By Onobe, Melchizedec J., PhD & Jesse Ishaku
Most developing countries of the world which Nigeria is part of, have tried to develop the social wellbeing of its citizenry through research. However, the ability of individuals to be creative and come up with novel ideas, which is stimulated by a specified method or procedure in place, is what primarily manifests progressive change which in turn modifies the social structure of the society. Nations throughout the world that have research centers set up with the goal of creating necessary initiatives or methods that will assist minimize development obstacles and maximize environmental potentials abound. While notable milestones and breakthroughs have been made in a number of countries in this area, many others like Nigeria; are still working to establish their footing when it comes to coming up with ways to fully realize their potential.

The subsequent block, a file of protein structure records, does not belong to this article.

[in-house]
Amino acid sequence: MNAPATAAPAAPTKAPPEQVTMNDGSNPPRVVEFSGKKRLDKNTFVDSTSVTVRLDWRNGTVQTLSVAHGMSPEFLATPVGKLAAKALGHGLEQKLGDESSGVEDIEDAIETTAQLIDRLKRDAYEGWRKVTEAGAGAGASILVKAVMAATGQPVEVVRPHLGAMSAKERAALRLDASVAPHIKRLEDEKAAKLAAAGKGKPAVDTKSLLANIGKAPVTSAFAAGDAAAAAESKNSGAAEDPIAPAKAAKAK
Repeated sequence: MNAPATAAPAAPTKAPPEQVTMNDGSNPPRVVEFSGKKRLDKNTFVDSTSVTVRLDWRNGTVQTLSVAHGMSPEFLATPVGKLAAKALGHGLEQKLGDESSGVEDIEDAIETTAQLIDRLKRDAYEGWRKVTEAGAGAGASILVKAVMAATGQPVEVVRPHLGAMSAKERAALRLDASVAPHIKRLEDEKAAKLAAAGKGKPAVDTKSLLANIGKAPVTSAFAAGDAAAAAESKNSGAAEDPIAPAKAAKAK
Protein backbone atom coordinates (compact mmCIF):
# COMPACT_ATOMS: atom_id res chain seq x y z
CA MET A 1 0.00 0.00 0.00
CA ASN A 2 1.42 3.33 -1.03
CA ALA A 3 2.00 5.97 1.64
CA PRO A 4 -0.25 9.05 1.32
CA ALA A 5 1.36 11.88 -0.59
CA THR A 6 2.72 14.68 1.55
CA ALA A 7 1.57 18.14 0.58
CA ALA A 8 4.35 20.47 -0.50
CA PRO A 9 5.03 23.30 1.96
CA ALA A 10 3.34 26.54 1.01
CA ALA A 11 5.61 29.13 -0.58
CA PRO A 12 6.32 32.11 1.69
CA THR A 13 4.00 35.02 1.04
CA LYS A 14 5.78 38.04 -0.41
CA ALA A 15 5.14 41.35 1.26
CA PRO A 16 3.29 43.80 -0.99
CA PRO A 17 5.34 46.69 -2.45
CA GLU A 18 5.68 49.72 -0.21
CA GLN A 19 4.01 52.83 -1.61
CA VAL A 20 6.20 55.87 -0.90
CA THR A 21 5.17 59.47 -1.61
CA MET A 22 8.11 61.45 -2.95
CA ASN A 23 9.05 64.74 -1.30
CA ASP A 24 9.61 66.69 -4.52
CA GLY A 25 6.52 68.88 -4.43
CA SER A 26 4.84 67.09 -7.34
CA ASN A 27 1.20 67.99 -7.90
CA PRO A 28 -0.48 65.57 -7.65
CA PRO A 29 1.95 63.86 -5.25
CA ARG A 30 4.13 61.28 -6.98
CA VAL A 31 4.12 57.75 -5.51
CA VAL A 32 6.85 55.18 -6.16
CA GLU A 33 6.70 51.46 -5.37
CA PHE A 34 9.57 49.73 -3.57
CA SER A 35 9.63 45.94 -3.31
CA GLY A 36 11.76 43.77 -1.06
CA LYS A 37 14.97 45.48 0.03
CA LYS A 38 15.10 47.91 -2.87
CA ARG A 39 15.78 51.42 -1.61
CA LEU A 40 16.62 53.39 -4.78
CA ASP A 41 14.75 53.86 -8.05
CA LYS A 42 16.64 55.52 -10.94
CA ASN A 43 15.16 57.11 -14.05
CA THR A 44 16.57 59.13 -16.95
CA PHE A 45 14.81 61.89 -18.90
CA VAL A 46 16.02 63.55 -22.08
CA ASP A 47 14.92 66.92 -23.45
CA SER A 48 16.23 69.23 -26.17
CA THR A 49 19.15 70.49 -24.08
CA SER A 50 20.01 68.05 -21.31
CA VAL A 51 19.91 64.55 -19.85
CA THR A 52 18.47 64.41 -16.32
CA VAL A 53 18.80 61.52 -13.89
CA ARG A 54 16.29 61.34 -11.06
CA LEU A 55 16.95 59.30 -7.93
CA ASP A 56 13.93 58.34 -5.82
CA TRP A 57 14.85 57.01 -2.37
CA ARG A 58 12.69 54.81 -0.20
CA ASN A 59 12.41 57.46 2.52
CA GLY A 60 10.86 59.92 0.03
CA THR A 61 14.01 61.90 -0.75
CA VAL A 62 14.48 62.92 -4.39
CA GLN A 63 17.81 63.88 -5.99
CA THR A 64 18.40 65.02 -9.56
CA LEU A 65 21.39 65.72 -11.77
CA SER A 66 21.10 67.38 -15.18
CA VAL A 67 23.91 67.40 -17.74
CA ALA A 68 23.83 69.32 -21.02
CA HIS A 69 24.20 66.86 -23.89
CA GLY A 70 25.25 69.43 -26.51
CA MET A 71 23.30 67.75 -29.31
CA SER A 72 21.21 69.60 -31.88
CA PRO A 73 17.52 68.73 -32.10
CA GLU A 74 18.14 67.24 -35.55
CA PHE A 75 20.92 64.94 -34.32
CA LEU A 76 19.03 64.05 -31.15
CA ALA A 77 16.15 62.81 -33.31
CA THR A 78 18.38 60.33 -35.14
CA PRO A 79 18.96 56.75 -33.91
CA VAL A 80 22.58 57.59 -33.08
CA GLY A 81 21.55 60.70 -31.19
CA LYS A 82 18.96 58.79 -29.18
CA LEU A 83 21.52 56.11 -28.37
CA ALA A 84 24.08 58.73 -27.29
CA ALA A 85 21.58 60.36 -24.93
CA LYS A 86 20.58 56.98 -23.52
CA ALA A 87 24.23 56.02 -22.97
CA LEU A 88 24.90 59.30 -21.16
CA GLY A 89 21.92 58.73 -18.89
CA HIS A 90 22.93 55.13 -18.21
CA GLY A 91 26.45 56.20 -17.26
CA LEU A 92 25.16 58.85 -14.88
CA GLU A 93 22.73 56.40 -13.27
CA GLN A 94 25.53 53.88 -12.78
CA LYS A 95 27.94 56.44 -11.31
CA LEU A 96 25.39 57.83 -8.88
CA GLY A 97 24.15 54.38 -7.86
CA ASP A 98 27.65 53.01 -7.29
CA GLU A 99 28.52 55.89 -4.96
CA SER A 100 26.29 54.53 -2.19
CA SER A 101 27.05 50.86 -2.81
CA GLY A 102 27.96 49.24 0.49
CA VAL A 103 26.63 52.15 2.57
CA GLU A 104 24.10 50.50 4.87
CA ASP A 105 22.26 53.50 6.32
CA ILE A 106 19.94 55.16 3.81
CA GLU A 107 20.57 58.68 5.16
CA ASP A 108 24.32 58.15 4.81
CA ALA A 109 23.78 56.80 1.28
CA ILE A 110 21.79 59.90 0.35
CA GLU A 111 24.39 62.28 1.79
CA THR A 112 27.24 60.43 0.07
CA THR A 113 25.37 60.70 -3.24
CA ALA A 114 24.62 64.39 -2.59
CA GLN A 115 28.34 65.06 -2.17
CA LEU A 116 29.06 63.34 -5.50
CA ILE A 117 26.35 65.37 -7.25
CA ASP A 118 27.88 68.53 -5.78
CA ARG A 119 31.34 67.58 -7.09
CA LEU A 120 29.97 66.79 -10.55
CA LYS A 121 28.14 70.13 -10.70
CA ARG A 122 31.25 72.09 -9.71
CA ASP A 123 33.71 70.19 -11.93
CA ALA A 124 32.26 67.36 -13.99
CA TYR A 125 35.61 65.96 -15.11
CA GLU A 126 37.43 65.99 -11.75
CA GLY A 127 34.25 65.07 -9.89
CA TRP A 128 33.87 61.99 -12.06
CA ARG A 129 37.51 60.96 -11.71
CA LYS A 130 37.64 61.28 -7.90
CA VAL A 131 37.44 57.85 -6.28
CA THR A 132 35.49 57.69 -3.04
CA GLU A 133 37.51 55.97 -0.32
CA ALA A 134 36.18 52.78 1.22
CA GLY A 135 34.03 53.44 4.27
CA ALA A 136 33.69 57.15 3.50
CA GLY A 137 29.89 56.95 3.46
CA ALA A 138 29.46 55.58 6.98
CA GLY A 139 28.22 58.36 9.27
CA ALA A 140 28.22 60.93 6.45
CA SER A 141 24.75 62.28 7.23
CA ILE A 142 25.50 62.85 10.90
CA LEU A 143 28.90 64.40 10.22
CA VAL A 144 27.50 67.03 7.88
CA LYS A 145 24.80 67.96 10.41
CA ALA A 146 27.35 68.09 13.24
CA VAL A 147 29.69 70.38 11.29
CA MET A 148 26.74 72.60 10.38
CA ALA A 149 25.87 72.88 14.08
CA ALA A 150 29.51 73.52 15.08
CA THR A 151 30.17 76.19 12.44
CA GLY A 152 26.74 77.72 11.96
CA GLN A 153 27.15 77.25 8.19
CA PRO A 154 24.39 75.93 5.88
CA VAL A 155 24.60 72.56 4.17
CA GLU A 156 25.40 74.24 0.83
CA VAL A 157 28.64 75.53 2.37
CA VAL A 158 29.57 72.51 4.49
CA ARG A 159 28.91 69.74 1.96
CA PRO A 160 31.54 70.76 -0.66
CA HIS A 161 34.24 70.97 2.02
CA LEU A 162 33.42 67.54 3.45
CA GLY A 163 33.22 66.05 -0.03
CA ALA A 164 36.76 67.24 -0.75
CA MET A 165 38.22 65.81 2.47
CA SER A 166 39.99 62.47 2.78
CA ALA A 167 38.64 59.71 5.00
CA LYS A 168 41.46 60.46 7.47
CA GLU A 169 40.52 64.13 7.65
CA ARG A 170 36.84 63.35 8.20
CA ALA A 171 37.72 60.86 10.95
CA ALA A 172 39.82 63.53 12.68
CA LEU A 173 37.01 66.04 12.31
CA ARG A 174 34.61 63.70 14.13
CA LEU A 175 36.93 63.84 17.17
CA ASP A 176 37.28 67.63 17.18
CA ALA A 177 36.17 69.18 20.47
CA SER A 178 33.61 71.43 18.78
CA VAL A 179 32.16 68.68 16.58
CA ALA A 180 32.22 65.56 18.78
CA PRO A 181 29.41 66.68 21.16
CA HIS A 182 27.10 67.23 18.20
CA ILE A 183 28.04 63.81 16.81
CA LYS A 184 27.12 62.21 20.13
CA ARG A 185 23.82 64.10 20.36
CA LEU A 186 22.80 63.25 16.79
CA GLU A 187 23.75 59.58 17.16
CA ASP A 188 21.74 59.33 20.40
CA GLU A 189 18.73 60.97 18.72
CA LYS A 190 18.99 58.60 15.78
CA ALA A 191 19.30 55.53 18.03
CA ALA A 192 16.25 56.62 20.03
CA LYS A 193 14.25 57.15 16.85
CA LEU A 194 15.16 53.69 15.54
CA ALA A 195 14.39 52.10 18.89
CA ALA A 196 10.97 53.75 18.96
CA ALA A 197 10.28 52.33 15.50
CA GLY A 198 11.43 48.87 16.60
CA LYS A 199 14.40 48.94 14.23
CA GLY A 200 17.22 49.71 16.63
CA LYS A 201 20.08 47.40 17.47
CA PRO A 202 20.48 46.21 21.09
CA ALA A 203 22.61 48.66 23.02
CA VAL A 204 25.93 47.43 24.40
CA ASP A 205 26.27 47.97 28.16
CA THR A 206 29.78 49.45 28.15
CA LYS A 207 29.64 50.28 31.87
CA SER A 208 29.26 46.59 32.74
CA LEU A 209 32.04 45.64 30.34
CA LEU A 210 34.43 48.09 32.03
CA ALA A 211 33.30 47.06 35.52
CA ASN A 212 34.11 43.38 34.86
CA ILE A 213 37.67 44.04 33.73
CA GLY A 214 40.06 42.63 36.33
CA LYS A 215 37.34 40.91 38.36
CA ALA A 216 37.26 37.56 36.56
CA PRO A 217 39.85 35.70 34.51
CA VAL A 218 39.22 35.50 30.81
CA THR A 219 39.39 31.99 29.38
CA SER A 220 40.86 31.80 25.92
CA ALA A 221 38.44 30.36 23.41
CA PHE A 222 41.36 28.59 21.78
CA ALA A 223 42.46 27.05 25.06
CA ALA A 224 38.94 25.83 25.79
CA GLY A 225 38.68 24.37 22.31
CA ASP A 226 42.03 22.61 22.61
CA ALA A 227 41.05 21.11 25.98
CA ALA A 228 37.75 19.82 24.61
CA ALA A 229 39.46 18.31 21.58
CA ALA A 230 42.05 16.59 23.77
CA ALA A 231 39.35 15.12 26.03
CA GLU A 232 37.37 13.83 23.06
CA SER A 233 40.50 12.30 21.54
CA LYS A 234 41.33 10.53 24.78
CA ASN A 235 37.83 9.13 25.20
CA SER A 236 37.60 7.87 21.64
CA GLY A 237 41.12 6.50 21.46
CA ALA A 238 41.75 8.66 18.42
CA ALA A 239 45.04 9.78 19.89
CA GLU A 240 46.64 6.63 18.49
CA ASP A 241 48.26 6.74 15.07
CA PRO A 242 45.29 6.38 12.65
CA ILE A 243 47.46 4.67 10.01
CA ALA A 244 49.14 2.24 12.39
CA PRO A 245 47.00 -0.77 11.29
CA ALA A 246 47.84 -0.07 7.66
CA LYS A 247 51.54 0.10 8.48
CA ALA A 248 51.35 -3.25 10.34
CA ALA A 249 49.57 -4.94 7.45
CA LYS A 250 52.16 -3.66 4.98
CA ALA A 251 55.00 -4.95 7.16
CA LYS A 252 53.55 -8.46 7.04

Empirical evidence demonstrates that the degree of commitment/funding by government/corporate organizations to research activities, attitudes and how knowledgeable its citizens are in appreciating and encouraging local inventions, as well as the amount of synergy between research centers and government/corporate organizations, are what determine the differences in the level of development among these sets of nations.
Interestingly, impacts of research and development span many areas of human activity, including social, economic, political, educational, scientific and technology, and they are unmistakably key factors of how quickly society develops as a whole. Research development sparked the growth of science and technology, which in turn sparked industrialization, create jobs, raise incomes, increase production of goods and services, and create wealth. Industrialization also improved quality of life, connected global regions, encouraged population clustering, and unites socially, economically and politically diverse countries.